The hut in Nagrand wasn’t large by any means. A small bed stood in one corner, covered in a black down blanket, a small pillow at its head. A table large enough for one person was inches away, a plate and canteen atop it, tiny droplets of grease from the morning meal still adorning it. Clothes were strewn on the lone dresser, ratty rags of robes and tank tops and shorts tossed carelessly atop one another, a delicately crafted chest sitting buried beneath all the debris. Tiny animals moved about on the earthen floor, munching slowly on their seeds and meats, lapping at the bowls of rain water.
The most impressive pieces, by far, were the two suits of armour, standing proud, albeit cramped. Draeka stood in the middle of this chaos, staring at the two sets, one brown, one blue-black, lost in her thoughts. Slowly she moved forward, reaching out her fingertips, softened from retirement, feeling the cold of the metal touch her skin, a deep shiver traveling up her spine. Lowering her eyes she looked at the large mace, still tinged with crimson blood, brief memories flooding back into her mind, unwelcome. Beside it a polished axe, hardly used, rested against a shield and again memories filled her.
Closing her eyes, she inhaled, breathing in deeply and holding it, trying desperately not to shy away from the memories and instead savour them.
She was in front of the Burning Tusks. A new recruit, basically, but respected by the Chieftain for her military history. She was pacing back and forth, looking critically at the people that were to be her fighters, annoyed at their lack of respect. The Chieftain–for he was merely her Chieftain then–sat and watched her as she pounded her fists and shot heated glares to his best men. Jindal was a smartass to her that day, she mused. But the Chieftain, he respected her.
In retrospect, she knew people thought she had slept her way to the top. Maybe even before Zij had confirmed their relationship, they had thought it. A trifling lay in order to earn power, but it wasn’t like that.
Draeka missed a swing of her sword, then her mace, a rockflayer bashing at her armour mercilessly as she watched Zij dance about, making faces at her and causing her to lose herself in a fit of laughter. She closed her eyes and held her breath, trying to stop her laughter as she thrust the sword into the beast’s chest, causing it to crumble to the ground.
Staring at the mocking Zij, she ran over and punched him, grinning madly, “Yer gunna get me killed like that!” He grinned back at her boyishly, shaking his head, “I’d save ju.”
Jindal stood before her, strong and imposing, though his eyes gentle and kind. No orc had ever been a Stormfist, he said. But he wanted them to be a family of sorts. Siblings.
For a soft moment, the pain of Zij’s coma subsided, replaced by a strong feeling of warmth, easing her weary body for a moment.
Zij hugged her tightly, spooning into her as they closed their eyes for rest, their bodies aching with pleasure and pain. “Ju did amazin’ in d’ere tonight, Drae,” he mumbled softly, reminiscing of their evening in the Steamvaults. He kissed her shoulder tenderly, smiling, “ju’ve come a long way… strong an’ independent, like I knew ju would be.”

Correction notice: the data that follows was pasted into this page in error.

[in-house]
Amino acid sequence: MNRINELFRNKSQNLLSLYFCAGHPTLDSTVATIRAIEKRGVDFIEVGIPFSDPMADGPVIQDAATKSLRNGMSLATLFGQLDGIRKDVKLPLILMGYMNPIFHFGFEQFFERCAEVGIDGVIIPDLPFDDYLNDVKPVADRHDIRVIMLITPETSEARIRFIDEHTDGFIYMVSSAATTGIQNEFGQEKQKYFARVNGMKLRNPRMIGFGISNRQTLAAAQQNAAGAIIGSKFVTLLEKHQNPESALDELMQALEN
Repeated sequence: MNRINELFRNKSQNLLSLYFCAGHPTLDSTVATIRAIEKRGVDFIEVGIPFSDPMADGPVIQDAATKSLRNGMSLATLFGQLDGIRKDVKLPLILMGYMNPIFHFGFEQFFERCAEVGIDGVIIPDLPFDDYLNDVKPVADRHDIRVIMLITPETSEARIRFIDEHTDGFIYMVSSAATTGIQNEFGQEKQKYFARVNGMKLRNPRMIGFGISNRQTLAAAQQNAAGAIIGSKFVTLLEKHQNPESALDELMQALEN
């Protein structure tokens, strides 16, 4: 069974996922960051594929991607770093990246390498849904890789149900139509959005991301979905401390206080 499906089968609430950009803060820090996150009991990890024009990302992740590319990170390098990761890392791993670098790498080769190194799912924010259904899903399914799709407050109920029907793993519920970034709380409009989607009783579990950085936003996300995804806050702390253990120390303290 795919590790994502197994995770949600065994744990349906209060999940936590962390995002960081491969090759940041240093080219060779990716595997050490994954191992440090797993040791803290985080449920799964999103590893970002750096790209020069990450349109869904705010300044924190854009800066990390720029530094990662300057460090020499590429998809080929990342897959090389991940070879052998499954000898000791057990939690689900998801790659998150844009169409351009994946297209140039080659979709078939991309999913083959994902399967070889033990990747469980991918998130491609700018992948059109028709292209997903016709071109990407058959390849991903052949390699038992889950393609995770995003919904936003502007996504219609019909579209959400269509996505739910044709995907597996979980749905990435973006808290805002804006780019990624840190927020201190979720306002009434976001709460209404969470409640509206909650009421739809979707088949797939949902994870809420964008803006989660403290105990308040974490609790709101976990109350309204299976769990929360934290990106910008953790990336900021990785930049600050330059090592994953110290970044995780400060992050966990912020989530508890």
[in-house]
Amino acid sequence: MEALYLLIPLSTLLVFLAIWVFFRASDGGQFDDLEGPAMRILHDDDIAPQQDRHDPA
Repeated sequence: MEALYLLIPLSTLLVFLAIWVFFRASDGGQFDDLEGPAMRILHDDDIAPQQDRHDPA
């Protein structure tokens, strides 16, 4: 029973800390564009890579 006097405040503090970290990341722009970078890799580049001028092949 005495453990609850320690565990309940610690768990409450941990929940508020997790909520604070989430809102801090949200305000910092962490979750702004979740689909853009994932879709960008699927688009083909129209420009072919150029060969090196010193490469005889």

She smiled into the night, hugging his arms around her tighter, letting out a contented sigh. “I was so weak when I met you…” she mumbled sleepily, their bodies clinging to each other in the summer heat, “I’ll never forget all you did for me.”
He shook his head modestly, and in a serious tone, spoke “ju did it all jourself. Da path was set for ju… was set for us. D’ere are plans for us.”
Draeka smiled at the comforting thought, hugging him once more and fading into a dream.
Everything was so bright, it hurt her eyes. Months after the fact and the dream was still engraved in her memories.
The sky was a brighter green than possible, the colour of demon blood, glistening and swirling upon itself, towering over the blackened ground. She and Zij stood together, fighting translucent images that were impossible to hit but kept burning at their skin. Slowly their armour chipped away, bitten at by the demon claws.
Suddenly, it all changed. The sky folded in upon itself once more, but blue replaced the green and it lit the earth around them. Grass and flowers sprung immediately as if they had been waiting for this chance and were already ready. Zij and Draeka sat at a large fire, dressed in ceremonial leathers. A nameless witch doctor stood before them, chanting as the fire licked at the sky, the smoke swirling and changing in both shape and colour.
The witch doctor was speaking, but she couldn’t understand. Zij was listening and nodding, a serious, yet at the same time serene, look at his face. The witch doctor disappeared suddenly and Draeka turned to Zij. He slowly took her hands and squeezed them, smiling at her sadly.
Draeka had woke with a start, the silken sheets clinging to her sweaty body. Zij still lay next to her in a quiet slumber, his breathing calm and steady. She feared what was to come.
Opening her eyes, she stared at the armour with determination and lifted the blue-black helm from the shoulders with an ‘oomph’. Her arms quivered with the weight and she continued to hold it, willing her arms to be strong. It had been too long, and she had been too lazy, the helm moving closer to the ground before she let it go with a thud.
She couldn’t return to the Tribe like this.